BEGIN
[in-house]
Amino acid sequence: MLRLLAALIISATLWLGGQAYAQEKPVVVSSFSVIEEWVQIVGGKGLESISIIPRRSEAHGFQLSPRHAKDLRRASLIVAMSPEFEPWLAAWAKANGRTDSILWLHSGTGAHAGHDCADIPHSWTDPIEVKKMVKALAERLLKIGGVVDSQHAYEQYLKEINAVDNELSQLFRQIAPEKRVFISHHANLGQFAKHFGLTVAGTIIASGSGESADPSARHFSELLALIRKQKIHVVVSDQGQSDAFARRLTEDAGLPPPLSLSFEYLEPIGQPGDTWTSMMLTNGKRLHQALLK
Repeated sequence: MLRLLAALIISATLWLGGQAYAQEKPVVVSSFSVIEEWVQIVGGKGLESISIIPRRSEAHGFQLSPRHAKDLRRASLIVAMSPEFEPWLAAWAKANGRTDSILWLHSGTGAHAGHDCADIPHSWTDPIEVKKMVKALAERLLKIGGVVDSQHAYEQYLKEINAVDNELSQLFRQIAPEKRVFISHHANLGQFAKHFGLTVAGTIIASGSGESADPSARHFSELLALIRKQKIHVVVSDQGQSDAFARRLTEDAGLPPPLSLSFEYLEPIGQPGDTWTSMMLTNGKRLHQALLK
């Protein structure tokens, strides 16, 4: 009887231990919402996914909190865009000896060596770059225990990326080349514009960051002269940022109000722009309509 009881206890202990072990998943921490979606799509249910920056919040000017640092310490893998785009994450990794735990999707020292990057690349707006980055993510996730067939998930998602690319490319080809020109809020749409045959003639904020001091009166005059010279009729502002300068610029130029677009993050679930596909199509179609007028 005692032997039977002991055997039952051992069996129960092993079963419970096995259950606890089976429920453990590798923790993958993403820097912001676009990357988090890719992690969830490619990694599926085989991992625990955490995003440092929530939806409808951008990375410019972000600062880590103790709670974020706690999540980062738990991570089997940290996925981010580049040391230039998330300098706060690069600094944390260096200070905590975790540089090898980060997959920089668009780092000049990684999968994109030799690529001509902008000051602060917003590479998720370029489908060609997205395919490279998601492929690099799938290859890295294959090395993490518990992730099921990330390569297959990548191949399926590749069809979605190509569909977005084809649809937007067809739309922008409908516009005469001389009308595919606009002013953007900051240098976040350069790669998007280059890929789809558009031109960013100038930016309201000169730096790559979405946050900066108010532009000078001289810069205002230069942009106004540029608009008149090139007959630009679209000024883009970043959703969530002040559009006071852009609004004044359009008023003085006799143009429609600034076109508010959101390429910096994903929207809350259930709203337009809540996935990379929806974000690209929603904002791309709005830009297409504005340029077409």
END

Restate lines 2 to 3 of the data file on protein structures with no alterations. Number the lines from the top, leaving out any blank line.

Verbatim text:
Amino acid sequence: MLRLLAALIISATLWLGGQAYAQEKPVVVSSFSVIEEWVQIVGGKGLESISIIPRRSEAHGFQLSPRHAKDLRRASLIVAMSPEFEPWLAAWAKANGRTDSILWLHSGTGAHAGHDCADIPHSWTDPIEVKKMVKALAERLLKIGGVVDSQHAYEQYLKEINAVDNELSQLFRQIAPEKRVFISHHANLGQFAKHFGLTVAGTIIASGSGESADPSARHFSELLALIRKQKIHVVVSDQGQSDAFARRLTEDAGLPPPLSLSFEYLEPIGQPGDTWTSMMLTNGKRLHQALLK
Repeated sequence: MLRLLAALIISATLWLGGQAYAQEKPVVVSSFSVIEEWVQIVGGKGLESISIIPRRSEAHGFQLSPRHAKDLRRASLIVAMSPEFEPWLAAWAKANGRTDSILWLHSGTGAHAGHDCADIPHSWTDPIEVKKMVKALAERLLKIGGVVDSQHAYEQYLKEINAVDNELSQLFRQIAPEKRVFISHHANLGQFAKHFGLTVAGTIIASGSGESADPSARHFSELLALIRKQKIHVVVSDQGQSDAFARRLTEDAGLPPPLSLSFEYLEPIGQPGDTWTSMMLTNGKRLHQALLK